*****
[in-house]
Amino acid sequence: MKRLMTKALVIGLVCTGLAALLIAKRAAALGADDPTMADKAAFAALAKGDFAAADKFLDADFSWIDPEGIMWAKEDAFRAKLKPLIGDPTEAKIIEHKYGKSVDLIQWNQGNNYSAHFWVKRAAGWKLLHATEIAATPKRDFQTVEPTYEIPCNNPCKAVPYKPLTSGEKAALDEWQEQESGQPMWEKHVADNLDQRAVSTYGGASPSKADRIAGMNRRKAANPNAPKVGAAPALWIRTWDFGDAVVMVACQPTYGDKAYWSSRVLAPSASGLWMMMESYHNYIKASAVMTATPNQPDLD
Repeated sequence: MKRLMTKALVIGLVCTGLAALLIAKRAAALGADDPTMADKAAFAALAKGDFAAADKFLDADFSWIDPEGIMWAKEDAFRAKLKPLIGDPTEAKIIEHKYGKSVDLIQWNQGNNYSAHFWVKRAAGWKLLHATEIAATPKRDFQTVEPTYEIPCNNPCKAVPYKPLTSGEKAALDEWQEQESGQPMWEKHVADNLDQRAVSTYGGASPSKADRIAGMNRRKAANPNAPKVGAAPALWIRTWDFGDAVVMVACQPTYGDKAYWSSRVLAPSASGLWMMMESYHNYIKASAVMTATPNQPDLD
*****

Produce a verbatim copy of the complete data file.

[in-house]
Amino acid sequence: MKRLMTKALVIGLVCTGLAALLIAKRAAALGADDPTMADKAAFAALAKGDFAAADKFLDADFSWIDPEGIMWAKEDAFRAKLKPLIGDPTEAKIIEHKYGKSVDLIQWNQGNNYSAHFWVKRAAGWKLLHATEIAATPKRDFQTVEPTYEIPCNNPCKAVPYKPLTSGEKAALDEWQEQESGQPMWEKHVADNLDQRAVSTYGGASPSKADRIAGMNRRKAANPNAPKVGAAPALWIRTWDFGDAVVMVACQPTYGDKAYWSSRVLAPSASGLWMMMESYHNYIKASAVMTATPNQPDLD
Repeated sequence: MKRLMTKALVIGLVCTGLAALLIAKRAAALGADDPTMADKAAFAALAKGDFAAADKFLDADFSWIDPEGIMWAKEDAFRAKLKPLIGDPTEAKIIEHKYGKSVDLIQWNQGNNYSAHFWVKRAAGWKLLHATEIAATPKRDFQTVEPTYEIPCNNPCKAVPYKPLTSGEKAALDEWQEQESGQPMWEKHVADNLDQRAVSTYGGASPSKADRIAGMNRRKAANPNAPKVGAAPALWIRTWDFGDAVVMVACQPTYGDKAYWSSRVLAPSASGLWMMMESYHNYIKASAVMTATPNQPDLD